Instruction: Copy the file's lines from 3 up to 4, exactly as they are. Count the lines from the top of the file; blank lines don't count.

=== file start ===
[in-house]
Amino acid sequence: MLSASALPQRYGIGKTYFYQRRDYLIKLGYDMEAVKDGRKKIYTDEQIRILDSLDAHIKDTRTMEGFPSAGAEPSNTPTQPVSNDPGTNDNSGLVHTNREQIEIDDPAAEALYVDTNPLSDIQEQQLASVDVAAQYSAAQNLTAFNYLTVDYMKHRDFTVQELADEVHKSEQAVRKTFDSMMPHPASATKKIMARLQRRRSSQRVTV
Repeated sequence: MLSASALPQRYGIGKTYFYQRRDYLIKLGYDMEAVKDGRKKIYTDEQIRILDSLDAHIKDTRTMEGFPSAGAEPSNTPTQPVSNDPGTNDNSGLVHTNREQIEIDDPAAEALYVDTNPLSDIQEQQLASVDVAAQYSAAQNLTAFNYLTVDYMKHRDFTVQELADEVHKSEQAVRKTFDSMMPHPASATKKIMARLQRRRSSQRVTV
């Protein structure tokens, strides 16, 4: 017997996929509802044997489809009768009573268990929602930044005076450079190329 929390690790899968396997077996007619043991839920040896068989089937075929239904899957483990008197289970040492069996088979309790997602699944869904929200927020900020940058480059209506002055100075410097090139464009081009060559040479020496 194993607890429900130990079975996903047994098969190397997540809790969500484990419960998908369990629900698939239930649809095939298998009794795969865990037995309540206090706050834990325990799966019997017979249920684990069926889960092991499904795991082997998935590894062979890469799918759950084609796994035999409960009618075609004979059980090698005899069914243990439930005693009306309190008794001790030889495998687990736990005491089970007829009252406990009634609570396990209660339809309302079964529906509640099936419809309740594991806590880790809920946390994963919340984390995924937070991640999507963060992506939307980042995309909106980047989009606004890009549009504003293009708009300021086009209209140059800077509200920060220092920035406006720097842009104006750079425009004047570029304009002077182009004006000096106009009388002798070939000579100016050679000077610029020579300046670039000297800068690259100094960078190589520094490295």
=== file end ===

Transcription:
Repeated sequence: MLSASALPQRYGIGKTYFYQRRDYLIKLGYDMEAVKDGRKKIYTDEQIRILDSLDAHIKDTRTMEGFPSAGAEPSNTPTQPVSNDPGTNDNSGLVHTNREQIEIDDPAAEALYVDTNPLSDIQEQQLASVDVAAQYSAAQNLTAFNYLTVDYMKHRDFTVQELADEVHKSEQAVRKTFDSMMPHPASATKKIMARLQRRRSSQRVTV
């Protein structure tokens, strides 16, 4: 017997996929509802044997489809009768009573268990929602930044005076450079190329 929390690790899968396997077996007619043991839920040896068989089937075929239904899957483990008197289970040492069996088979309790997602699944869904929200927020900020940058480059209506002055100075410097090139464009081009060559040479020496 194993607890429900130990079975996903047994098969190397997540809790969500484990419960998908369990629900698939239930649809095939298998009794795969865990037995309540206090706050834990325990799966019997017979249920684990069926889960092991499904795991082997998935590894062979890469799918759950084609796994035999409960009618075609004979059980090698005899069914243990439930005693009306309190008794001790030889495998687990736990005491089970007829009252406990009634609570396990209660339809309302079964529906509640099936419809309740594991806590880790809920946390994963919340984390995924937070991640999507963060992506939307980042995309909106980047989009606004890009549009504003293009708009300021086009209209140059800077509200920060220092920035406006720097842009104006750079425009004047570029304009002077182009004006000096106009009388002798070939000579100016050679000077610029020579300046670039000297800068690259100094960078190589520094490295």